In an age when the students should be allowed to play, make new friends, read books or paint, they are taught to compete with their fellow classmates. They are told to look down upon failures, and even a sense of fear is instilled in them to avoid failing in any exams. They are given false promises of a bright future ahead, if they study now. I had even heard some teachers saying to students that if they study till age 22, then the next 40 years after that will be full of comforts and luxury. And the kids are so innocent and obedient in that age, that with the only hope that life will be easy after 22, they decide to compromise their playing time, or health during teen and early adult years. Later do they realize, how were they tricked into this game and after having lost the teen years in just work and study, they regret later in life, which results in loss of faith in hard work and in teachers/elders as well.

A lot can be said about the flaws in today’s education system, and we simply cannot ignore that its a need of the hour to reform the education system. Finally, I just want to add Pink Floyd’s classic song with lyrics

Pink Floyd
We don't need no education
We don't need no thought control
No dark sarcasm in the classroom
Teachers leave them kids alone
Hey, teachers, leave them kids alone
All in all it's just another brick in the wall
All in all you're just another brick in the wall
We don't need no education
We don't need no thought control
No dark sarcasm in the classroom
Teachers leave those kids alone
Hey teachers, leave those kids alone
All in all you're just another brick in the wall
All in all you're just another brick in…

Creativity and education system?

Has the time arrived to think why education system should be allowed to continue, if it doesn’t produce creative minds?

Recently watched this TED Talk and thought to share my views about this.

Do schools kill creativity? | Sir Ken Robinson

First of all, this talk is incredibly humorous. The speaker is exceptionally adept at making people laugh, and at the same time, conveyed his views about schooling and creativity quite eloquently. While watching TED talks, I suffer from lack of patience, and if I find speaker or the topic boring, I have the habit to stop watching the talk within 2-3 minutes. But this talk made me glued to the speaker, and I simply admire the way he cracked jokes and expressed his views.

After listening the talk, I agree that the schooling or even the entire education system seems to have lost its real purpose with time. The education system which is still being implemented all over the world was started with the purpose to provide skilled workforce during the industrial revolution. During first industrial revolution, it was the need of civil, mechanical engineers who would build ships, railways, bridges, canals etc. Especially for the European and later American colonialism it was the need of the hour. They need to build ships to go to India, Africa and East Asia, and bring the looted resources back to their country. The requirement of not just engineers but also managers grew during second industrial revolution with the introduction of assembly line in manufacturing, to increase productivity by managing workers, and thereby reaping profits. All this needed the right kind of people who had a habit to listen, to obey, to fear failure in real life because that’s what is needed in factories, and companies.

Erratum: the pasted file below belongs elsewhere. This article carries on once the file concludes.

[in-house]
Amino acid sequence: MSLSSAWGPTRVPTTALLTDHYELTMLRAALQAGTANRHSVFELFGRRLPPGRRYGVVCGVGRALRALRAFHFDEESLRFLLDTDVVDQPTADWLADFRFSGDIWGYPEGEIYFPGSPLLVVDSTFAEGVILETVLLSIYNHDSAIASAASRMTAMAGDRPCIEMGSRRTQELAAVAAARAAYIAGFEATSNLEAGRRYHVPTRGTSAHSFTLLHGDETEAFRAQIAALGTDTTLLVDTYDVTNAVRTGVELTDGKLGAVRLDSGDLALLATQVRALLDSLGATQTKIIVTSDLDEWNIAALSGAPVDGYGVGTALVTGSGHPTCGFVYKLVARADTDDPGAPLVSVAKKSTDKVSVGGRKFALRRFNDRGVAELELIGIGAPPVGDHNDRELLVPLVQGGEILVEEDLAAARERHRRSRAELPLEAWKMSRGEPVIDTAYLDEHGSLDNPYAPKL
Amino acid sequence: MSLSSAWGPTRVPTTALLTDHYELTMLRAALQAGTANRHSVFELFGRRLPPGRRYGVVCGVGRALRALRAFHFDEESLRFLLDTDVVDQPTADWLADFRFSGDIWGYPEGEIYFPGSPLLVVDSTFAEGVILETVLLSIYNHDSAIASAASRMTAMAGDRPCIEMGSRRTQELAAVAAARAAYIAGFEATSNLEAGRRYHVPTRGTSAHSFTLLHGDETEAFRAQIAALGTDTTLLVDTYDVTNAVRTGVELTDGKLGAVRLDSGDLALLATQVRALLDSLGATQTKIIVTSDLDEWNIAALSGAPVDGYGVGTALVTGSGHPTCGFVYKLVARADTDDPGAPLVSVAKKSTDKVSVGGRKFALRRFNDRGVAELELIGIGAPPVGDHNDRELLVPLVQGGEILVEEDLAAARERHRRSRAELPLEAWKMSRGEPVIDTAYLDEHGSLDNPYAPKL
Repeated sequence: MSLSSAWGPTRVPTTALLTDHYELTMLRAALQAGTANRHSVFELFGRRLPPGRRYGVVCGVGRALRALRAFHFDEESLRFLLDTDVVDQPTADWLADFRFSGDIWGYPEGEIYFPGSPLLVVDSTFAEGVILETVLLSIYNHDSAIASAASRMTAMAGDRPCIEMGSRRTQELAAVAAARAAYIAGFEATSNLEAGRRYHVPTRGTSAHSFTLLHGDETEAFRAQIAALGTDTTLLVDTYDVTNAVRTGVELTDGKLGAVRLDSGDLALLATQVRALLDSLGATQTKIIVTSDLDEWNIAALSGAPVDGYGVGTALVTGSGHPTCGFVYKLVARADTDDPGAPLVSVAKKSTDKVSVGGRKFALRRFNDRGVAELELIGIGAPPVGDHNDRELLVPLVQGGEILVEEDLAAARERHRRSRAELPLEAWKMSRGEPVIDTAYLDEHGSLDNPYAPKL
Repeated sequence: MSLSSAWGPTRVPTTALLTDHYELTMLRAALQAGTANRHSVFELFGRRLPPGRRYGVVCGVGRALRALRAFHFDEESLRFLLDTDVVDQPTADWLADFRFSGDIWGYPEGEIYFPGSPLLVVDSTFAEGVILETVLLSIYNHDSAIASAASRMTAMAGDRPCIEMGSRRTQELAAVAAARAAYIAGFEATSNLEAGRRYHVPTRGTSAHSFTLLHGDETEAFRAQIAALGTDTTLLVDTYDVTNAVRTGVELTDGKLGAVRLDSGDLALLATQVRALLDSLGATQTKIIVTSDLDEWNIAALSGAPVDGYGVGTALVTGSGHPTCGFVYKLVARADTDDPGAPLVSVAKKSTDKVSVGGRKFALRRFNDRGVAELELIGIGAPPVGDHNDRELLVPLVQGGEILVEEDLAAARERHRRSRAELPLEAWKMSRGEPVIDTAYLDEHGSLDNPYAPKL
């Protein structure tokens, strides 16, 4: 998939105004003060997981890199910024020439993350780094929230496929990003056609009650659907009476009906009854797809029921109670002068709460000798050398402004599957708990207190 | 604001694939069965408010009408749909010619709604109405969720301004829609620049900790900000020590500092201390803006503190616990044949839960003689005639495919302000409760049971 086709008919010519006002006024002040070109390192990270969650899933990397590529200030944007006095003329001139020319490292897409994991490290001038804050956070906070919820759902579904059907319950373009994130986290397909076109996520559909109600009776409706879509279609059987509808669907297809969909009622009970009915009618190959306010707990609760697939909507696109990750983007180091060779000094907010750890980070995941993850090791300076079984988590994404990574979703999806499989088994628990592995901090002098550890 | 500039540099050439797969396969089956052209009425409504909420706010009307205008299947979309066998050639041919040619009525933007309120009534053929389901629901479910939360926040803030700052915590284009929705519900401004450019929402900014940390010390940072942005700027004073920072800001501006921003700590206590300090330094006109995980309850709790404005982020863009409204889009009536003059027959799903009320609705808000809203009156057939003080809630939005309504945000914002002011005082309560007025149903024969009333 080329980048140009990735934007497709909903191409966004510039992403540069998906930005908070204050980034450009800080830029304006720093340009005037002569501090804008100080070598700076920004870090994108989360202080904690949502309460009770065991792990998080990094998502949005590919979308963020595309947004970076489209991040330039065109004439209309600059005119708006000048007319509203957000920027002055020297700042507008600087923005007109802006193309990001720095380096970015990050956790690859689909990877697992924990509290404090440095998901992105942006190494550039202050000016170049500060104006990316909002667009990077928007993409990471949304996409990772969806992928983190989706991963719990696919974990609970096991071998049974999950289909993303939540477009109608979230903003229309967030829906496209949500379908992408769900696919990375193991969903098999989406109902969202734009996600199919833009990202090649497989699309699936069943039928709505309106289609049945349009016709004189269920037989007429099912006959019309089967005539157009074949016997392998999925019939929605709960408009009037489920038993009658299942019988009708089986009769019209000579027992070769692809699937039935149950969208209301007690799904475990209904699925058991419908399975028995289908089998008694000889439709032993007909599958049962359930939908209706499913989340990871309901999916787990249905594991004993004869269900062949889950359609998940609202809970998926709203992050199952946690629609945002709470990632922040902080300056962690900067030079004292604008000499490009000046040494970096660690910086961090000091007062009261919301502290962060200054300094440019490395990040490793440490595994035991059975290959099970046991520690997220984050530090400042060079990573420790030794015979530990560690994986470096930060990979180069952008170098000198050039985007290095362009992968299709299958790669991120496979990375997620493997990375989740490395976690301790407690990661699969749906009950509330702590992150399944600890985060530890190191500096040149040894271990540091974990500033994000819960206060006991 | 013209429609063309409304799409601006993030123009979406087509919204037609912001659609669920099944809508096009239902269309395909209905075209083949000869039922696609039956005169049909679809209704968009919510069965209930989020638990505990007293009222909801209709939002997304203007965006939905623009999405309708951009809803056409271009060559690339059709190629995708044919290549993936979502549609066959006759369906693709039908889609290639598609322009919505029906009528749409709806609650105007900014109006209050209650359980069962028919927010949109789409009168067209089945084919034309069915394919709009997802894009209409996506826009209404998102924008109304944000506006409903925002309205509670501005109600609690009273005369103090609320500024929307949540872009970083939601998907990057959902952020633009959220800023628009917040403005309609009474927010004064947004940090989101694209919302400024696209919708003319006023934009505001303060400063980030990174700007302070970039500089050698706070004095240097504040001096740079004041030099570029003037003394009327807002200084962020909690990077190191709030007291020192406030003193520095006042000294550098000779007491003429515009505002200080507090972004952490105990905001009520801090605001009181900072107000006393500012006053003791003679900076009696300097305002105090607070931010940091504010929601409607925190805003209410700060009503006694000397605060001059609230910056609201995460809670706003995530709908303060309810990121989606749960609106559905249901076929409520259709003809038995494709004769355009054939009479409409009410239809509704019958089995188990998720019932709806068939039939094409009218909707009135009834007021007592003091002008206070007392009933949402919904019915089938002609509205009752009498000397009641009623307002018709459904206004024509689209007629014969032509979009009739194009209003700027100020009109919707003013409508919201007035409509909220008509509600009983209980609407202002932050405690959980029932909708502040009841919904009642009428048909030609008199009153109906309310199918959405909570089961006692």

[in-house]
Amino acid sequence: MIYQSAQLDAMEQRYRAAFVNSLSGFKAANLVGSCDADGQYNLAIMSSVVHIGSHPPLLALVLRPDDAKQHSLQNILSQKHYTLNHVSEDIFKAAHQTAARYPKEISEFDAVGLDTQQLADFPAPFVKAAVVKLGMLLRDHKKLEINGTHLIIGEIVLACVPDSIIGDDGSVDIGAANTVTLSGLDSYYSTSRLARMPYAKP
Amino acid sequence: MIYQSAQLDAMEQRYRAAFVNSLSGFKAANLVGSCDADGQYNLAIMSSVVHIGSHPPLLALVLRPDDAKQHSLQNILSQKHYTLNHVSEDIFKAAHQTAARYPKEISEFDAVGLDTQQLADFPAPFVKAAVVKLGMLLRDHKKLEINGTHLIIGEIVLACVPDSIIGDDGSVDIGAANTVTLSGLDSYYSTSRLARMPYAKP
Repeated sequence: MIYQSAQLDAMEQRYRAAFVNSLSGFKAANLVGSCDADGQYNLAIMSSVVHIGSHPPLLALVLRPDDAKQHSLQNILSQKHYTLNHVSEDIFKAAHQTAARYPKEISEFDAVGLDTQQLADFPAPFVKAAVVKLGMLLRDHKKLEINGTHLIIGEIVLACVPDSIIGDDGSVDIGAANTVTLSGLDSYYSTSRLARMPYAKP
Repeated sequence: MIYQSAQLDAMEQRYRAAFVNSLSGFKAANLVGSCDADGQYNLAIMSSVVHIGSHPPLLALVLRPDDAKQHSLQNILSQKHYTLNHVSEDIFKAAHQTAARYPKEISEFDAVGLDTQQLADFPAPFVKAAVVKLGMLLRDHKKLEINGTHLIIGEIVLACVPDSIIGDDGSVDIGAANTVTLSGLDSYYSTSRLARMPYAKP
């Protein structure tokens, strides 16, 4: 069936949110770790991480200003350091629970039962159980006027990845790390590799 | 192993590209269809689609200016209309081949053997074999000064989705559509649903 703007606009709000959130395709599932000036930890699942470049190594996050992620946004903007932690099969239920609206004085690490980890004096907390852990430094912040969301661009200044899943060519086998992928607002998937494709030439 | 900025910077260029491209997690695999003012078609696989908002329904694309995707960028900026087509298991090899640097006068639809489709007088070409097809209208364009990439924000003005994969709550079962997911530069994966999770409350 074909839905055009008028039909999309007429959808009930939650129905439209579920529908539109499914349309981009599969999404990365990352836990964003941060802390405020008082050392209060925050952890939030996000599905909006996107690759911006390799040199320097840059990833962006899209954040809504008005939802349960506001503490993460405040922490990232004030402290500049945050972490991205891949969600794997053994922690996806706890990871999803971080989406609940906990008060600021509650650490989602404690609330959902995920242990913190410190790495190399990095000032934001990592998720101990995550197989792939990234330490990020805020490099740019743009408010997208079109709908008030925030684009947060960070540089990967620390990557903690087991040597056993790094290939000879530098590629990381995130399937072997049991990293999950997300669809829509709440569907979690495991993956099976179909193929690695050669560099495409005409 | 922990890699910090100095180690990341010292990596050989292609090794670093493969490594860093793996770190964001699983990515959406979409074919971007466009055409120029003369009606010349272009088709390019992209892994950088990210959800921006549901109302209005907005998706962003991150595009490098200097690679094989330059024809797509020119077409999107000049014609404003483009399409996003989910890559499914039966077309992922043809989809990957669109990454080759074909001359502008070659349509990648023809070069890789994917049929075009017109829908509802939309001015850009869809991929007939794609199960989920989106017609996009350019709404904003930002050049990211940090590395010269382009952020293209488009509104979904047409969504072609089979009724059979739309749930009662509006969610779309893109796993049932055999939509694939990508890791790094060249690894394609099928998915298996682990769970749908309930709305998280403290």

Later, during the third industrial revolution, the same pattern followed except the techno savvy minds needed to be created, and hence, we see kids being taught to learn programming. Going to B School became a fashion, as it not only paid well, but it also allowed only those people to excel who were obedient, hard working, servile to the company and boss, and did not think out of box. Ironic it may be, but the third industrial revolution which introduced computers, telecom, social media, Iphone to the world, was started by those guys who either did not graduate from grad school or college. The list consists of giants like Bill Gates, Steve Jobs, Mark Zuckerberg and many more. They all were creative and yet dropped out. Why? May be because they did not feel that going to school or college will enhance their knowledge or boost their creativity. That’s why, Peter Thiel has started the “The Thiel Fellowship” which grants $100000 to those young people who would not go to a 4 year college, and instead build something innovative!

In India, we see creativity and schooling are in mutually exclusive zone. The system seldom encourages students to think out of the box, or work on some innovative projects, though there are always few exceptions. More than building something, its the mindset of students which needs to be worked on. We see students are compelled to follow the standard routes of education, which is primarily engineering or medical. Only in rare cases, where the family owns a business, are the kids allowed to study commerce/business. The subject “Arts” doesn’t exist in the dictionary of parents. And that’s why only those students who get less grades( or those who graduate at the bottom of the class) are sent to study Arts. How would a creative artist be born if he/she is convinced that the only reason to study arts was because of their failure to get good grades in high school. Why wouldn’t they consider studying arts as a punishment which in J K Rowling words “that my overactive imagination was an amusing personal quirk that would never pay a mortgage, or secure a pension”. That’s why India hasn’t produced any excellent painters, writers( not many still), poets and philosophers, and neither has India won any Nobel prize for literature after Tagore won last time in 1913.

To be continued…